There is a saying about daughters in Nepal: Raising a girl is like watering your neighbor’s garden.
Nepali girls are less likely than their brothers to get an education or earn an income, and in some families are considered temporary mouths to feed, as they will move in with their husband’s family at marriage.
In the country’s poorest rural villages of southwestern Nepal, there is a specific kind of discarded daughter found only among the ethnic Tharu farming families:
Kamlaris are house slaves, as young as five, who toil away their childhoods cooking, cleaning and babysitting in the homes of higher caste families.
Tharu fathers sell their daughters to work as kamlaris for the equivalent of $50 a year. It’s a fortune for the Tharu, sharecroppers who live on less than $1 a day. In exchange, “employers” make promises to feed, clothe and educate the girl. Trusting, illiterate, and desperate, Tharu parents rationalize the sale by saying their daughter won’t have to beg for food in the village, and her price tag will feed the rest of the family.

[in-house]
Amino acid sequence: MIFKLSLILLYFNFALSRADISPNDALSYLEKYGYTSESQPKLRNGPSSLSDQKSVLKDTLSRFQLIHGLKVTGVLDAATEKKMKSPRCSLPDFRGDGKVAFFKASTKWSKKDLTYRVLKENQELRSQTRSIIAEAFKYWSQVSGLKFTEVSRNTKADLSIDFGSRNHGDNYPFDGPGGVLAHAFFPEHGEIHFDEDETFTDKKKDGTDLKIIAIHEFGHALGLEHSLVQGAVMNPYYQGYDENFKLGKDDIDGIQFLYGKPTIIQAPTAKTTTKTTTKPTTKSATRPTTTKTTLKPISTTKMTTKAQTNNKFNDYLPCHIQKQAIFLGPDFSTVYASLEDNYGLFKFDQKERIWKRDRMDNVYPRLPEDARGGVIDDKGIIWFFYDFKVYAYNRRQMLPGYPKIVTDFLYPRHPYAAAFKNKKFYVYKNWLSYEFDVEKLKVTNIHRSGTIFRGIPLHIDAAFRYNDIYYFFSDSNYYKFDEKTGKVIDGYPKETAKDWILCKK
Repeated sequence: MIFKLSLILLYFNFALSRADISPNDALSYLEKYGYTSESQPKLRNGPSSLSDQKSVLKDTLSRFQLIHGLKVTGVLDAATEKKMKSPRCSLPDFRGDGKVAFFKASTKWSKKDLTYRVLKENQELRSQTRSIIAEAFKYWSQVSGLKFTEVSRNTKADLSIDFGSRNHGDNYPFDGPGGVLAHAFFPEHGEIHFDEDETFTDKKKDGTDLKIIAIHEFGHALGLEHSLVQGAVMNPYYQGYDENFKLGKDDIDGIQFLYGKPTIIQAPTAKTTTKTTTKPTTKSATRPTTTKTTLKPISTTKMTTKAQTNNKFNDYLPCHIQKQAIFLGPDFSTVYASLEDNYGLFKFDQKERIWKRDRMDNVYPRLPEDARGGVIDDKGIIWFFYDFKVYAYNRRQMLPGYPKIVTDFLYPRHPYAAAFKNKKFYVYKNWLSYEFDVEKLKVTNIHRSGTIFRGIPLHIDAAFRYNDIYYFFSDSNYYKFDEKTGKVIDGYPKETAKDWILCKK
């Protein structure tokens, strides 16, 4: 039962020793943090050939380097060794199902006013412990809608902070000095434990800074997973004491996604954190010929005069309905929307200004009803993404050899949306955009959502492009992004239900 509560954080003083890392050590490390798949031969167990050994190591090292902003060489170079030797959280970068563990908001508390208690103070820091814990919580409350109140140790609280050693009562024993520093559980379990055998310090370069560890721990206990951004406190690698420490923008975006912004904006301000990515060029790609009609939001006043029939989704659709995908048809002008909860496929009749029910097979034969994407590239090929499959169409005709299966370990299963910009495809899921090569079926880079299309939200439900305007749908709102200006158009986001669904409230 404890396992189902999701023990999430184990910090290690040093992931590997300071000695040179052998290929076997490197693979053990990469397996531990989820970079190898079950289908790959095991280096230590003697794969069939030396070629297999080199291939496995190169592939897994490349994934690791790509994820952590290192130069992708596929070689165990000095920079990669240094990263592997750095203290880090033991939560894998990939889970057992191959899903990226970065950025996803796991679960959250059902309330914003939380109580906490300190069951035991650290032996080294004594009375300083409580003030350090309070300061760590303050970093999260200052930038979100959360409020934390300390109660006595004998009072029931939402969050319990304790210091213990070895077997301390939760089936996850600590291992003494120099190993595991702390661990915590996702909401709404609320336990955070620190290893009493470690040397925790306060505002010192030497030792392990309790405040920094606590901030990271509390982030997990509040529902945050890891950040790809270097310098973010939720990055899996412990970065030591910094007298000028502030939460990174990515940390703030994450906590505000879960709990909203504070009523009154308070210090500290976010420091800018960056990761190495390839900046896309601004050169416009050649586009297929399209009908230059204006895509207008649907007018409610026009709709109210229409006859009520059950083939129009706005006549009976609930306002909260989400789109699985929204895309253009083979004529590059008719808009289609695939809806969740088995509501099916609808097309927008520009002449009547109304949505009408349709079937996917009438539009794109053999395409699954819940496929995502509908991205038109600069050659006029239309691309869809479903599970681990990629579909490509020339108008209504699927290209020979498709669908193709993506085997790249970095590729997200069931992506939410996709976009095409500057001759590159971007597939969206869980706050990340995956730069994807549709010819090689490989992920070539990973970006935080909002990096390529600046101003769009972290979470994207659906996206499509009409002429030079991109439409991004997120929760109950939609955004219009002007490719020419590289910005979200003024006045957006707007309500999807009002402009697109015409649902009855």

But bonded girls report being beaten, raped, starved, and forced to sleep on the floor. Their masters often break the work contracts, paying less or not at all. Few kamlaris go to school. In the worst cases, the girls disappear.
Read more about “Olga’s Girls” and indentured servitude in Nepal on Human Rights Day 2013.
NELSON MANDELA, A REMEMBRANCE
“What will he say? What will Mandela say after 27 years in prison?”
That was the question on everyone’s mind as the multitudes gathered in the center of Cape Town on the day when the leader of the African National Congress walked to freedom, recalls Pulitzer Center grantee Roger Thurow. Roger, who was then the South African-based correspondent for The Wall Street Journal, was in the crowd that February afternoon nearly a quarter of a century ago.
With crisp eloquence, Mandela delivered his message of tolerance, dignity and freedom from oppression—a message that would guide not only his native South Africa along the path to democracy, but would inspire oppressed people in every corner of the world.
“When I’m asked what Nelson Mandela was like then, I answer with one word: ‘Serene,’” says Roger. “Not the serenity of a man leaning back in a chair with his feet on the desk, good heavens no. When he left prison, he developed the habit of frequently checking the time; he was a man in a hurry, for too much time had already been wasted in building a new country. Rather, it was the serenity of a man resolute in his convictions, confident in the correctness of his ideas, his words and his works.”